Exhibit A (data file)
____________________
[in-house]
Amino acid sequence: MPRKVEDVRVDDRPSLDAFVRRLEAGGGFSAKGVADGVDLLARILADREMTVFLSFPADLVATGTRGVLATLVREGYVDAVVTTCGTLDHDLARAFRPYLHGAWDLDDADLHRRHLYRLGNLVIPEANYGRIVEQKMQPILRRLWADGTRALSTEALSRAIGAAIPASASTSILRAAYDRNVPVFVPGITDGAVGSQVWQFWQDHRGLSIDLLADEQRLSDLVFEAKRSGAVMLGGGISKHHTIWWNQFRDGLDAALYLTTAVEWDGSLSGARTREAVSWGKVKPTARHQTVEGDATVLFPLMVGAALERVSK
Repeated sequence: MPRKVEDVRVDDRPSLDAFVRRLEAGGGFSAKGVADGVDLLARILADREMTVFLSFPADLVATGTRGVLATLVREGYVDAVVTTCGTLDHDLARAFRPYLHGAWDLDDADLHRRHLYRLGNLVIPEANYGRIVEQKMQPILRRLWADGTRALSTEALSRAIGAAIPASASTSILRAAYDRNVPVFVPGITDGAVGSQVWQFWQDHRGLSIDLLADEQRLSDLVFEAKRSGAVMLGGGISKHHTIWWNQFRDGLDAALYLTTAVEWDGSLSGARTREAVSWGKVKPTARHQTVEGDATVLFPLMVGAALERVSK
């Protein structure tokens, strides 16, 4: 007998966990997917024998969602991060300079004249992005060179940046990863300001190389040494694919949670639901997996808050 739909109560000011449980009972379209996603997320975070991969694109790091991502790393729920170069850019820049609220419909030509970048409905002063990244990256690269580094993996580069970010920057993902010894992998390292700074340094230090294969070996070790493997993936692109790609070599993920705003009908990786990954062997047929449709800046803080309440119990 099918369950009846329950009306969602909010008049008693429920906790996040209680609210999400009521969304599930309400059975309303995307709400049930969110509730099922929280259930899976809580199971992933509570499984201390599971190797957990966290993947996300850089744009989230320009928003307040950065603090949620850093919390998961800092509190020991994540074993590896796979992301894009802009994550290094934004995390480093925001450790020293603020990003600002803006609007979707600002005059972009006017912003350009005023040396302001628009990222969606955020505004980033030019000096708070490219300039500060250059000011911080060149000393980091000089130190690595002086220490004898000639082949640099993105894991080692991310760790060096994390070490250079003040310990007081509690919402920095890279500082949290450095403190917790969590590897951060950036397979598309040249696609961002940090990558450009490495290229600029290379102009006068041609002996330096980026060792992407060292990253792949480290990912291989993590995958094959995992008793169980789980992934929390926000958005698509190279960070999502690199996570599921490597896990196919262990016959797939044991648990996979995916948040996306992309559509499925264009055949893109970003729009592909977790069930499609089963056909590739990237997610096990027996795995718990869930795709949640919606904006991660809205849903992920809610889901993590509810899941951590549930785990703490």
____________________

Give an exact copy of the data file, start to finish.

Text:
[in-house]
Amino acid sequence: MPRKVEDVRVDDRPSLDAFVRRLEAGGGFSAKGVADGVDLLARILADREMTVFLSFPADLVATGTRGVLATLVREGYVDAVVTTCGTLDHDLARAFRPYLHGAWDLDDADLHRRHLYRLGNLVIPEANYGRIVEQKMQPILRRLWADGTRALSTEALSRAIGAAIPASASTSILRAAYDRNVPVFVPGITDGAVGSQVWQFWQDHRGLSIDLLADEQRLSDLVFEAKRSGAVMLGGGISKHHTIWWNQFRDGLDAALYLTTAVEWDGSLSGARTREAVSWGKVKPTARHQTVEGDATVLFPLMVGAALERVSK
Repeated sequence: MPRKVEDVRVDDRPSLDAFVRRLEAGGGFSAKGVADGVDLLARILADREMTVFLSFPADLVATGTRGVLATLVREGYVDAVVTTCGTLDHDLARAFRPYLHGAWDLDDADLHRRHLYRLGNLVIPEANYGRIVEQKMQPILRRLWADGTRALSTEALSRAIGAAIPASASTSILRAAYDRNVPVFVPGITDGAVGSQVWQFWQDHRGLSIDLLADEQRLSDLVFEAKRSGAVMLGGGISKHHTIWWNQFRDGLDAALYLTTAVEWDGSLSGARTREAVSWGKVKPTARHQTVEGDATVLFPLMVGAALERVSK
């Protein structure tokens, strides 16, 4: 007998966990997917024998969602991060300079004249992005060179940046990863300001190389040494694919949670639901997996808050 739909109560000011449980009972379209996603997320975070991969694109790091991502790393729920170069850019820049609220419909030509970048409905002063990244990256690269580094993996580069970010920057993902010894992998390292700074340094230090294969070996070790493997993936692109790609070599993920705003009908990786990954062997047929449709800046803080309440119990 099918369950009846329950009306969602909010008049008693429920906790996040209680609210999400009521969304599930309400059975309303995307709400049930969110509730099922929280259930899976809580199971992933509570499984201390599971190797957990966290993947996300850089744009989230320009928003307040950065603090949620850093919390998961800092509190020991994540074993590896796979992301894009802009994550290094934004995390480093925001450790020293603020990003600002803006609007979707600002005059972009006017912003350009005023040396302001628009990222969606955020505004980033030019000096708070490219300039500060250059000011911080060149000393980091000089130190690595002086220490004898000639082949640099993105894991080692991310760790060096994390070490250079003040310990007081509690919402920095890279500082949290450095403190917790969590590897951060950036397979598309040249696609961002940090990558450009490495290229600029290379102009006068041609002996330096980026060792992407060292990253792949480290990912291989993590995958094959995992008793169980789980992934929390926000958005698509190279960070999502690199996570599921490597896990196919262990016959797939044991648990996979995916948040996306992309559509499925264009055949893109970003729009592909977790069930499609089963056909590739990237997610096990027996795995718990869930795709949640919606904006991660809205849903992920809610889901993590509810899941951590549930785990703490």